Of course some intros make it more interesting for the listener but in my opinion and being my first album, I really wanted to reflect where I come from and what I have been doing most of my life.
To me it’s very much a techno-focused album, less house orientated. Is this a natural reflection of the success that techno is receiving at this moment, or is it naturally the type of music that you are listening to and producing?
With the J.C. project I mostly have released just techno related music. It was a natural thing for me to do. I had been making house for a long time already and I just felt I needed a change, something that excited and inspire me more, try new production techniques, scape a bit from what I was doing at the time because I was a bit tired and looped so this is what I came up with. I have always had an eclectic taste, not only in electronic music, which I like almost every genre, but also love rock, rap, jazz, soul, whatever excites me. I don’t like to put limits to what I hear or make.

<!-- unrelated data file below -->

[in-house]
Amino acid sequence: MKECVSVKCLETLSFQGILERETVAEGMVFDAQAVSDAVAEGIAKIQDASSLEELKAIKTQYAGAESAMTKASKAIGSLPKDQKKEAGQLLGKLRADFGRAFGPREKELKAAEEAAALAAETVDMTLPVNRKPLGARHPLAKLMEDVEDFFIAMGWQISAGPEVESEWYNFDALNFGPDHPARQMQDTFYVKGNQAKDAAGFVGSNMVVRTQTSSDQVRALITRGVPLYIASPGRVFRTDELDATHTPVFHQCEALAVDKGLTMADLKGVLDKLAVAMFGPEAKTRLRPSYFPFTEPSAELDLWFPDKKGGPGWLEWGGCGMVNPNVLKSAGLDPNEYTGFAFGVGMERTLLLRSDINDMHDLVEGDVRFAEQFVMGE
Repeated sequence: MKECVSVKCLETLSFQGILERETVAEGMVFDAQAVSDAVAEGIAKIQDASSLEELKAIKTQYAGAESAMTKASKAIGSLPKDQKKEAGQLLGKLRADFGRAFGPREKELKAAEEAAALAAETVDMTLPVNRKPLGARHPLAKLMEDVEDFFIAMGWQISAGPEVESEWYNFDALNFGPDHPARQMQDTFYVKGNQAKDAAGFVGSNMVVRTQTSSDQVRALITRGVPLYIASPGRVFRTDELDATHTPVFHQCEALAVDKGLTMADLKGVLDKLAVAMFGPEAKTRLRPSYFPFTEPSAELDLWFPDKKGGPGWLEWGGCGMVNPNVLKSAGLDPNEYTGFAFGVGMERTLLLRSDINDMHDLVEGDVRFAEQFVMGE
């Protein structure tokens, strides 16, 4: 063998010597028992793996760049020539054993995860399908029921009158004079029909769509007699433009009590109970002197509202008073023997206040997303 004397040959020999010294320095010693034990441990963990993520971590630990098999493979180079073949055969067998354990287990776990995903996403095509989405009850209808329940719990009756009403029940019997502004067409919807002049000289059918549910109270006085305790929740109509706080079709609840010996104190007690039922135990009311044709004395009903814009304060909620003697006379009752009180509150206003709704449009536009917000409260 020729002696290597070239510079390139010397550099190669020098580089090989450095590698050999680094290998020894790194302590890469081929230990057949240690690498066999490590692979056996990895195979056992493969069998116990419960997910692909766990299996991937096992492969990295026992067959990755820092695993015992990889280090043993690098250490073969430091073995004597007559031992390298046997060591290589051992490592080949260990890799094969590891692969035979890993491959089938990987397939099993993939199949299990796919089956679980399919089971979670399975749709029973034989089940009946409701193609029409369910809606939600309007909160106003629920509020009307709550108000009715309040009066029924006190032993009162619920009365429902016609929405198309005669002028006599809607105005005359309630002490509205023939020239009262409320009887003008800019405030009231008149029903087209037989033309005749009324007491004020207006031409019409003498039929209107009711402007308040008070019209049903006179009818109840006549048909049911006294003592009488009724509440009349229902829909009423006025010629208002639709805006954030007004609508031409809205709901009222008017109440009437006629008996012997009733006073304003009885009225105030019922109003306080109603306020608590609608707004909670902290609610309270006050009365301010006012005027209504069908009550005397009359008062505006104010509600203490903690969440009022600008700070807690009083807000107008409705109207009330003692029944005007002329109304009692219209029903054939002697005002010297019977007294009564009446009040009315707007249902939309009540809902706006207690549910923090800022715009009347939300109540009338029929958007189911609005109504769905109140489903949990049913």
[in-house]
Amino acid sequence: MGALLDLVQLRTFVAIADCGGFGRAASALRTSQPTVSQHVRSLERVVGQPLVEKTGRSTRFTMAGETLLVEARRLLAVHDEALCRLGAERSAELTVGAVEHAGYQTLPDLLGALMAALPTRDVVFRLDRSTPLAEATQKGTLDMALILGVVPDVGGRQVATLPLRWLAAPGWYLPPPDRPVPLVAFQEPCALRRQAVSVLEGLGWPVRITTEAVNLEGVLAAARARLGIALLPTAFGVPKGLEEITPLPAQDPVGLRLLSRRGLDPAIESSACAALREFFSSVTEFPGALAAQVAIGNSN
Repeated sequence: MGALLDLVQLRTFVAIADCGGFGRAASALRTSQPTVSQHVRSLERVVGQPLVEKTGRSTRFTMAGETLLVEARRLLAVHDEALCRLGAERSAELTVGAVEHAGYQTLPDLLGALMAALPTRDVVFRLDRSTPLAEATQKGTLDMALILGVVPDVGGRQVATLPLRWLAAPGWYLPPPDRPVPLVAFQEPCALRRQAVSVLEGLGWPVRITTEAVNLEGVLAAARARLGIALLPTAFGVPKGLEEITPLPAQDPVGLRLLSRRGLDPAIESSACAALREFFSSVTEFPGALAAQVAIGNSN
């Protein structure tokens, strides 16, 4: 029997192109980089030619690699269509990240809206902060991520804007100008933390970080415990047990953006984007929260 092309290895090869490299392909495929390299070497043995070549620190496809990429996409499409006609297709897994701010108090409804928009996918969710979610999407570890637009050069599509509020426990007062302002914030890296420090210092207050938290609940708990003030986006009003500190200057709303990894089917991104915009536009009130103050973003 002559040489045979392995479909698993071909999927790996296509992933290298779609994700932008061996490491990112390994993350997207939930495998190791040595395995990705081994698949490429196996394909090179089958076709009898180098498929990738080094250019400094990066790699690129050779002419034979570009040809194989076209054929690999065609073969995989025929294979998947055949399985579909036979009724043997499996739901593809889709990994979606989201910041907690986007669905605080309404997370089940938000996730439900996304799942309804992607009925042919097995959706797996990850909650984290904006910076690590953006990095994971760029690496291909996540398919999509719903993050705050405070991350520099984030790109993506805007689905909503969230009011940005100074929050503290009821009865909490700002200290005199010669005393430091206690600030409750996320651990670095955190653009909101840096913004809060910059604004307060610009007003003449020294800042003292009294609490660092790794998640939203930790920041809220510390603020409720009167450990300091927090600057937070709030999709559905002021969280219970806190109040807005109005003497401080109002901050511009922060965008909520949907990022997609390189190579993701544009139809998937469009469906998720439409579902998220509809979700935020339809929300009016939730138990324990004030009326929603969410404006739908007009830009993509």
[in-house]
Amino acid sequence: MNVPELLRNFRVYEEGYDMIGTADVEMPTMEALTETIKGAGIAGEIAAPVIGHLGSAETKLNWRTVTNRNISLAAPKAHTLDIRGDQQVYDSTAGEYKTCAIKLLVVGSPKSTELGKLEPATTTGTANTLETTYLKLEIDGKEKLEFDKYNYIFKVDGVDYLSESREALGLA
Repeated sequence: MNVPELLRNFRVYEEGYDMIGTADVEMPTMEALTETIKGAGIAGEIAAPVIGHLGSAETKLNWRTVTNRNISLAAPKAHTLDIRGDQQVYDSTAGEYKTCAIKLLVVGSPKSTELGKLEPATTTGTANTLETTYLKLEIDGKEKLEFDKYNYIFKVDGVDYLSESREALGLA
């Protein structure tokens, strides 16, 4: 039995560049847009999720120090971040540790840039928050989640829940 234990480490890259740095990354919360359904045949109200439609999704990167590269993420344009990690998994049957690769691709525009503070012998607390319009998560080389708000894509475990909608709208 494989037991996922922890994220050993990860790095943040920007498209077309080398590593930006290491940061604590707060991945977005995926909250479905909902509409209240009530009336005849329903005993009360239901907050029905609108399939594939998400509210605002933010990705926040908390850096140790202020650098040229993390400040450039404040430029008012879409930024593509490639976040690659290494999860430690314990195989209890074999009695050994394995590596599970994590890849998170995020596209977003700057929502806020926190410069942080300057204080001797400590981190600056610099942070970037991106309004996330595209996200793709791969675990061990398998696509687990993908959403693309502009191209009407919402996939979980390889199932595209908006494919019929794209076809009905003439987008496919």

Do you have a favourite track on the album?
I actually don’t. Its like having children, you can’t pick one! I am very happy with the whole result!
How do you feel this album stands up alongside your previous J.C. productions?
I think it’s a follow up to the 8 EPs I have released as J.C., something like a conclusion of them. Right now I have changed my entire studio set up, trying to include more and more hardware on my production process so I guess my next productions will sound different. I am already starting to work in a new album with a different concept but I think this one and the previous EPs, all have a connection, all sound alike.
How do you plan to celebrate the release of the album? Will you be going on a tour, playing a live setup or something similar?
I will play some gigs of course! I am really looking forward to the album release party, the 13th of June, at my home, Tresor in Berlin, where I am resident and I hope the full schedule will be known soon.
I am also preparing a live set with the machines but I still need to work much more on that, although its something I really want to make soon.
How do your productions as J.C. differ to your other production names (Kasper and José Cabrera)?
Although J.C. is more associated with Techno and Kasper with House, I like to think that J.C. is my mature project so I don’t want to put any boundaries to it. I will probably release all sorts of music and keep Kasper on hold for a while.